Data for all presumptive TB cases were collected from routine RNTCP laboratory request forms (S2 File). The project was carried out under programmatic field conditions covering health facilities in the selected geographic area. Data were analyzed using Microsoft Excel 2013 and Epi- Data Analysis (Version 2.1) using R. All confidence intervals were calculated based on the binomial distribution with 95% confidence interval.

Ethical issues

Xpert testing for presumptive infant TB cases is an approved intervention under RNTCP. The current project was undertaken by FIND, after approval from and in collaboration with RNTCP. As such, the results presented here are our experience-sharing of implementing approved interventions in a programmatic setting within the existing accredited RNTCP TB diagnostic lab network. Since the observations described here are a part of implementation of approved interventions under RNTCP and a part of Standard of TB care in India, separate ethical clearance was not required.

Funding source

The project was funded by United States Agency for International Development (USAID) under Challenge TB project. FIND was responsible for implementation, training, coordination, monitoring, data analysis and writing of the report in close coordination with Central TB Division, Ministry of Health and Family Welfare, Government of India.


A total of 7,994 presumptive infant TB cases were tested as part of the project. Of these, 845 (10.6% CI 9.9–11.3) of the subjects were referred from private sector facilities and 76 (1.0% CI 0.8–1.2) had prior history of TB treatment. Samples of 553 (6.9% CI: 6.4–7.5) infants could not be tested on smear microscopy due to limited specimen quantity.

Among the 7,994 enrolled presumptive infant TB cases, a total of 465 (5.8% CI: 5.3–6.4) TB cases were detected. Of the 465 infant TB cases detected, 462 (99.4% CI: 98.1–99.8) were TB positive on Xpert, of which 89 (19.3% CI 15.9–23.1) were also positive on smear microscopy. A total of 3/465 (0.6% CI 0.2–1.9) TB cases were positive on smear microscopy and TB negative on Xpert; since only a single sample of these 3 cases was available, further assessment for the cause of this discordance could not be undertaken. Overall, 25/465 (5.4% CI 3.7–7.8) TB cases had a history of prior TB treatment. TB detection rates were significantly higher in infants enrolled from private sector as compared to public sector (66/845 (7.8% CI 6.2–9.8) vs. 399/7149 (5.6% CI 5.1–6.1)). TB detection rates were similar in male and females (see Table 1).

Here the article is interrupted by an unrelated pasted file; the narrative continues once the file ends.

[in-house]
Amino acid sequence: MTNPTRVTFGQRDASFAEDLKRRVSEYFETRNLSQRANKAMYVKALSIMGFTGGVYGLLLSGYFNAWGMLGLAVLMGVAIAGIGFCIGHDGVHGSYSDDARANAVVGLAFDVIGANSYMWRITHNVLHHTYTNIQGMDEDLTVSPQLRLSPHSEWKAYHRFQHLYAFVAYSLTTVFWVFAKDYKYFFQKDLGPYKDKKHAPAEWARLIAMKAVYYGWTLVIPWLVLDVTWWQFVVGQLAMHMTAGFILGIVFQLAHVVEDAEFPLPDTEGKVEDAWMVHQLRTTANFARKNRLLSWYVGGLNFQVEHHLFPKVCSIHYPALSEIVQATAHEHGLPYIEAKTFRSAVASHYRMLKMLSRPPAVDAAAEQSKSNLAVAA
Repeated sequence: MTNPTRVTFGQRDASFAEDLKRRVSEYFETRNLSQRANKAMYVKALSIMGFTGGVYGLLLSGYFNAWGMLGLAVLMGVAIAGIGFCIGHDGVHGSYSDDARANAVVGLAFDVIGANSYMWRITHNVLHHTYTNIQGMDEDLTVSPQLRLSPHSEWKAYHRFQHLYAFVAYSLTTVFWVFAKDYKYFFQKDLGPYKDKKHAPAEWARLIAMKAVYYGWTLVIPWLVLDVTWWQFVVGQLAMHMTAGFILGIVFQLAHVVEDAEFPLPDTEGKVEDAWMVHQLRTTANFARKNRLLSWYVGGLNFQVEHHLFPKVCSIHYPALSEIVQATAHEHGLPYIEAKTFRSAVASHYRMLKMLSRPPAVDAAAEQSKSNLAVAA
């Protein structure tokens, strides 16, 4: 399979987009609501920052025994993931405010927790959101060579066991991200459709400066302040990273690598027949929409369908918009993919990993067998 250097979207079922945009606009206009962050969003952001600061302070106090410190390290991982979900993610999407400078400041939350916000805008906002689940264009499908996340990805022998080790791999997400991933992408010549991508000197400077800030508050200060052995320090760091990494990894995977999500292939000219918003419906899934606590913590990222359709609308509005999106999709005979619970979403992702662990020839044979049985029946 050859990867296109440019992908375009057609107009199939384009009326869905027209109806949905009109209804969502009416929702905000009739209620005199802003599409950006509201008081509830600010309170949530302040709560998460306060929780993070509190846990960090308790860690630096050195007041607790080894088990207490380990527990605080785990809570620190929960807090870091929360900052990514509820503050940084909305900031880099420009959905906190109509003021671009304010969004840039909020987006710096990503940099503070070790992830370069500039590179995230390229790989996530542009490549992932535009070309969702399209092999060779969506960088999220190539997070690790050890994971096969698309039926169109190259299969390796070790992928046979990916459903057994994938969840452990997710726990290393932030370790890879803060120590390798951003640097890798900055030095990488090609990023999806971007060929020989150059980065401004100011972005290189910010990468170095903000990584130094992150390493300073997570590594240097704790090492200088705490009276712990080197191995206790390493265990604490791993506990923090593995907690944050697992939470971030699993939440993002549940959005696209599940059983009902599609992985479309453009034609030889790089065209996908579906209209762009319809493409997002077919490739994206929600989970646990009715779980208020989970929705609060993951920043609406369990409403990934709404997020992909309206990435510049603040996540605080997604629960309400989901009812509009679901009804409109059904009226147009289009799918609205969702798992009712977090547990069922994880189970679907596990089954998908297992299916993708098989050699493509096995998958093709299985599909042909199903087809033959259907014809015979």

Table 1. Presumptive infant TB cases enrolled under the project and TB cases diagnosed on Xpert, stratified by gender, referring sector and prior history of TB treatment.

Overall, 26/465 (5.6% CI 3.8–8.1) of the infant TB cases detected under the project were found to be rifampicin-resistant TB cases (RR-TB). Of the detected RR-TB cases, the majority did not have any prior history of TB treatment, and were negative on smear microscopy. RR-TB detection rates were similar in male and female infant TB cases (see Table 1). Confirmatory DST for RR-TB cases diagnosed on Xpert could be performed for 23 cases (3 lost-to-follow-up) using line probe assay and/or culture DST under the project (Table A in S1 File) with high levels of concordance on LPA and culture for this with valid results (9/11 [82%] and 2/2 [100%], respectively).

Of the 465 infant TB cases detected under the project, 349 (75.1% CI: 70.9–78.8) were pulmonary TB cases of which 17 (4.9% CI 3.1–7.7) were RR-TB; 93 (20.0% CI 16.6–23.9) TB cases were extra-pulmonary TB cases of which 6 (6.5% CI 3.0–13.4) were RR-TB. A total of 23 (4.9% CI: 3.3–7.3) TB cases had both pulmonary and extra pulmonary specimens positive for TB, of which 3 (13.0% CI:4.5–32.1) were rifampicin-resistant. A total of 40 (8.6% CI: 6.4–11.5) of the 465 TB cases were cases of TB meningitis of which 6 (15.0% CI: 7.1–29.1) were found to be RR-TB.

Further analysis was done to assess Xpert performance in comparison to smear microscopy on different types of specimens. A total of 8881 specimens collected from 7994 infants were tested on Xpert. The majority specimen tested were non-sputum specimens and only 6.1% (CI: 5.6–6.6) were sputum specimens. The sputum samples were either collected by induction or naso-pharyngeal aspiration. Amongst the non-sputum specimens, 71.5% (CI 70.5–72.4) were gastric aspirate/lavage, 12.5% (CI 11.8–13.2) were CSF, and 4.2% (CI 3.8–4.7) were BAL (see Table 2). Valid results were provided for 99.7% of the cases by ensuring retesting of initial test failures (initial failures-209 patients; 2.6% and after retesting 0.25%). Xpert was 4.3-fold more likely to be positive as compared to smear microscopy, independent of sample type (5.7% (CI 5.2–6.2) vs. 1.3%, (CI 1.0–1.5). Overall, lymph nodes/tissue, pus, BAL, GA/GL, CSF and sputum had a high likelihood of being positive. Low TB detection rates were observed on pleural fluid and ascitic fluid.

Table 2. Comparison of Xpert and smear positivity in different types of specimen.

It was further observed that testing multiple specimens per patient on Xpert led to incremental TB case detection. Of the 7,994 infants, 7203 patients had a single specimen tested, for 695 patients two specimens were tested, and for 96 patients three specimens were tested. Overall, 462 infant TB cases were detected under the project on Xpert. All 7,994 patients received a first Xpert test. In total, 791 and 96 patients gave a second and third specimen for testing, respectively. Of the 465 patients, 425 (91.4%) were detected on the first Xpert test, and an additional 34 cases after the second Xpert test, with a cumulative detection of 98.7% cases and an incremental yield of 7.3% on a second Xpert test. An additional 3 cases were diagnosed after the third test, i.e. incremental yield of 0.7% (Fig 1).